How to Calculate RRSP Contribution Room

How is RRSP Deduction Limit / Contribution Room Calculated?

How to Calculate RRSP Contribution RoomLong Definition: a taxpayer’s RRSP deduction limit for a year is equal to 18% of the taxpayer’s earned income for the previous year (to a maximum amount) minus an amount in respect of benefits that accrued to the taxpayer under registered pension plans (RPPs) and deferred profit sharing plans (DPSPs) for the previous year [1].

Short Definition: a taxpayer’s RRSP deduction limit for a year is equal to 18% of the taxpayer’s earned income for the previous year (to a maximum amount). The maximum amount of RRSP contribution limit is as follows:
$20,000 for year 2008
$21,000 for year 2009
$22,000 for year 2010
$22,450 for year 2011
$22,970 for year 2012
$23,820 for year 2013
$24,270 for year 2014
$24,930 for year 2015
$25,370 for year 2016

Definition of “Earned Income”

“Earned Income” is not the same as Total Income (line 150), Net Income (line 236), Taxable Income (line 260), or Gross Income.

For example: interest earned in your saving accounts and dividends received from your company will not count toward earned income, but is still included in your total income (line 150) to be taxed. Only earned income is used in calculating RRSP contribution room.

The earned income does NOT include pension income, regular EI benefit, interest income, capital gains, dividends or distributions from limited partnerships. You still need to pay income tax on those incomes; however, you cannot use them to calculate your RRSP contribution room (aka RRSP Deduction Limit).

The definition of “Earned Income” can be found in Income Tax Act subsection 146(1). It’s a very complicated definition, and I won’t dig it out. If you want to know, you can read the references [1, 2, 3], or read my summary below. 🙂

Essentially, earned income consists of:

  1. Disability benefits received under the CANADA PENSION PLAN or the QUEBEC PENSION PLAN
  2. all salaries, wages, tips, and other remuneration from an office or employment
  3. NET income from self-employment
  4. Supplementary unemployment benefits – not regular EI benefits
  5. all amounts included in computing employment income by virtue of sections 6 and 7 (employment benefits and employee stock option benefits)
  6. all scholarships, fellowships, bursaries, prizes and research grants to the extent they are included in income under paragraph 56(1)(n) or (o)
  7. Royalties from any work or invention you created
  8. any governmental financial assistance as defined under paragraph 56(1)(r)
  9. incomes (excluding losses) from all businesses carried on alone or as a partner actively engaged in the business of the partnership; eg, NET rental incomes from real property
  10. Canadian-source business or employment income earned while non-resident
  11. Alimony and maintenance payments received

Generally, an actively engaged partner is one who contributes time, labour and attention to the partnership business and the quantity and quality of the partner’s efforts are expected to be factors in determining the amount of partnership profits. The amounts described in (b) to (f) above are to be taken into account in calculating a taxpayer’s earned income even though these amounts, by reason of paragraph 81(1)(a) (statutory exemptions) or subsection 81(4) (payments for volunteer services), may not be required to be included in income.

[1] Contributions to Registered Retirement Savings Plan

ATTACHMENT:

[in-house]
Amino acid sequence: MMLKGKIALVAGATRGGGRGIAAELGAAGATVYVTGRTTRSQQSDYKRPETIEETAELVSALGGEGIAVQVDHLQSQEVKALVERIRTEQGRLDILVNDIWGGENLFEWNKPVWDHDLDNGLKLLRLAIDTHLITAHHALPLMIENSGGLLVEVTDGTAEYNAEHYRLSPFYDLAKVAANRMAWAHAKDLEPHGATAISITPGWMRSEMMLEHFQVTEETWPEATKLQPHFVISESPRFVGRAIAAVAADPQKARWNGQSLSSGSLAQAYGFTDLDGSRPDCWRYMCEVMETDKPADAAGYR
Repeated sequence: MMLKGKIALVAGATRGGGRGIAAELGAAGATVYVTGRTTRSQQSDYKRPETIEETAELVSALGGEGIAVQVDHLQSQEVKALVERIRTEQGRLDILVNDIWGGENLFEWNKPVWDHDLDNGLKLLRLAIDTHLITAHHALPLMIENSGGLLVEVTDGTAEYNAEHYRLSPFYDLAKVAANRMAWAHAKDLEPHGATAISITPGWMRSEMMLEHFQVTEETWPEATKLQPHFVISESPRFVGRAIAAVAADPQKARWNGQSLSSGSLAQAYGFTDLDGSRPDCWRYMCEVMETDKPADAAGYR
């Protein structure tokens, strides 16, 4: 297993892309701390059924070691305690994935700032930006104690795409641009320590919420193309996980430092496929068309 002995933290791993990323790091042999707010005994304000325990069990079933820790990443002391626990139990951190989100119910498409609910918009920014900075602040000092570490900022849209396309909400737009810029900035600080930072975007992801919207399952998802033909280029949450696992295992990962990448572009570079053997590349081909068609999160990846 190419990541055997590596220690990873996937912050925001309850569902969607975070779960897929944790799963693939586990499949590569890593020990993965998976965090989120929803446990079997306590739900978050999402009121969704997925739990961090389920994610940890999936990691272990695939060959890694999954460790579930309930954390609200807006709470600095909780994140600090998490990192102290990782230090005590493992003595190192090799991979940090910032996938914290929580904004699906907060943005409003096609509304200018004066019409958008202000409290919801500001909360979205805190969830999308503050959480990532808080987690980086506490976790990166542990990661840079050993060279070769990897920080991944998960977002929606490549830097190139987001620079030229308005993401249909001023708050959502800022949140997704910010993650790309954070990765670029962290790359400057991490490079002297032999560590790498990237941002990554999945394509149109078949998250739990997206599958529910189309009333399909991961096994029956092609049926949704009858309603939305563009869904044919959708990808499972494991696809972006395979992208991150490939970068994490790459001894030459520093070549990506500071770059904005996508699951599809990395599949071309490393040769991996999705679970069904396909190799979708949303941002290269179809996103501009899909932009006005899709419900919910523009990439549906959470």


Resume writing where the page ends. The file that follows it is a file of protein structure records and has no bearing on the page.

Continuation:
[2] BILL C-244
[4] Income Tax Act IT-495R3

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7 Responses to How to Calculate RRSP Contribution Room

  1. Chris on 2016/05/09 at 9:50 pm

    Hi, is rental income considered earned income?

  2. Mike on 2014/12/02 at 1:33 pm

    Is wage-loss replacement income earned income? I.e, from the federal Public Service Disability Insurance Plan.

  3. Suzanne on 2014/03/10 at 3:24 pm

    What about benefits on an interest free loan? Would they be included in earned income for RRSP contribution room calculations?

  4. J. Lewis on 2013/04/25 at 4:30 pm

    Since this is a benefit it is indeed income given to you by your company since you pay less than the rest of the market. It will depend on whether the shares are from public or private corporation on when you are taxed.
    Public – difference between option price and market valude included in employment income when exercised
    Capital Gain/loss recognized when sold
    Private – Included in employment income when sold, also recognize capital gain/loss at this point

    If included in employment income for this year, then they also need to be included as part of the “employment income” that you will use to calculate RRSP deduction limits.

  5. gw on 2012/04/10 at 3:54 am

    Hi – can you tell me if stock option benefits are included in earned income? tks.

    • Ryan A. Smith on 2012/04/10 at 11:45 pm

      I don’t think it’s income at all.

      It’s a benefit that allows you to buy a company’s stock at whatever share price is stated on the benefit. You don’t own that stock until you actually pay (invest) to buy the stock.

      When you sell the stocks, you may earn more money (capital gain) or lose moeny (capital loss).

      • Wil on 2016/02/16 at 5:00 pm

        Hi GW and Ryan,

        Actually, when you excercise stock options, the gain becomes taxable and is considered “employment income” and will show up on line 101 of your tax return, under Employment Income. Although 50% of it will be deducted on your Net Income so it will be treated like a capital gain.

        Although, is this something that will build RRSP contribution room? I can only assume that anything in this line is eligible to earn RRSP contribution room.

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